Hosey Hill, Westerham, Kent TN16
A plain and architecturally modest 1950s red brick church in round- arched style, which nevertheless makes some contribution to the character of the local conservation area.
The first reference to a Mass said in Westerham was in March 1920 but this ceased sometime after 1925 when a Catholic Church was opened at Biggin Hill. The land for a church at Westerham was purchased in 1935 and plans were drawn up by John Hicks of St Leonard’s on Sea in 1937. Lack of funds, followed by the outbreak of war meant that the project was shelved and Mass was once again said at various premises in the town. In 1951 the project was revived and funds secured to start building. The pre-war plans were little altered and the foundation stone was laid on 24 April 1954, with the formal opening on 3 July 1955. Fr Maurice Castelli, the builder of the church, came to Westerham as priest-in-residence in 1949. He died in 1969 and his body is interred near the entrance to the church.
The altar of the church faces west but for the purposes of this description all references to compass points will be on the basis of an eastward facing altar. A plain redbrick building of nave and sanctuary under one roof, south chapel projection, shallow west porch and octagonal southwest tower, its roof with bracketed eaves. The style is round-arched, with single windows divided by buttresses and a stepped triplet in the west gable. Only the south chapel has a two-light segment-headed window. Attached to the tower is a sculpture, in shallow relief, of St John the Baptist, 1995 by Mother Concordia Scott.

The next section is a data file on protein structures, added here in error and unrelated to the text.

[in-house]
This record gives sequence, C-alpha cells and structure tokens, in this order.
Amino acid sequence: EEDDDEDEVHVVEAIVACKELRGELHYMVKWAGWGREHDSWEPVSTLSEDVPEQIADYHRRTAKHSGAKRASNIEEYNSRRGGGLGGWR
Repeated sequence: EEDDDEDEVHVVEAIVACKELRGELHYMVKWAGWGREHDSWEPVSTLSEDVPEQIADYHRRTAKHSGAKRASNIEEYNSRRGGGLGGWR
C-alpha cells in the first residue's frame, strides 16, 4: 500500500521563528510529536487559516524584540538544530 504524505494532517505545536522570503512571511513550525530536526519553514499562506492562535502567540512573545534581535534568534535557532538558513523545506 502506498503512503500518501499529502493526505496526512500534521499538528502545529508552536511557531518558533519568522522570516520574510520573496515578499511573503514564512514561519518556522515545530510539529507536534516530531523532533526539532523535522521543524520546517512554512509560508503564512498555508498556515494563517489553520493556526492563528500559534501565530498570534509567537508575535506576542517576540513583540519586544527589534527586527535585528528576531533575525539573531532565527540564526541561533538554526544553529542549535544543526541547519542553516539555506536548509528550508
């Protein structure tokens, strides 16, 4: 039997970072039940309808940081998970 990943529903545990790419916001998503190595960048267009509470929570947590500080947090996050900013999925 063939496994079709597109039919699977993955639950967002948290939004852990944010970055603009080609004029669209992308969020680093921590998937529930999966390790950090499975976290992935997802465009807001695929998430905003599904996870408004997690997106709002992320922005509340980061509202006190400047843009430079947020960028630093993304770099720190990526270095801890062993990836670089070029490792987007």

The interior has a slightly more overtly Classical feel, with the main transverse roof trusses encased to form round-arches on console brackets. Internal buttresses support the trusses. Broad acanthus-like cornice. The sanctuary was re-ordered in1972. Marble-faced Communion rail, altar and tabernacle stand. Painted Stations of the Cross by Michael Leigh ARCA. The lower part of the tower forms the baptistery, with an octagonal marble font. A pieta has been placed on top of it. Three stained glass windows, from Groom Court, Hastings, possibly by Hardman, and older than the church. Chair, in the sanctuary, possibly later 17th century or a copy of that style.
Architect: John D. Hicks
Original Date: 1955
Conservation Area: Yes
Listed Grade: Not Listed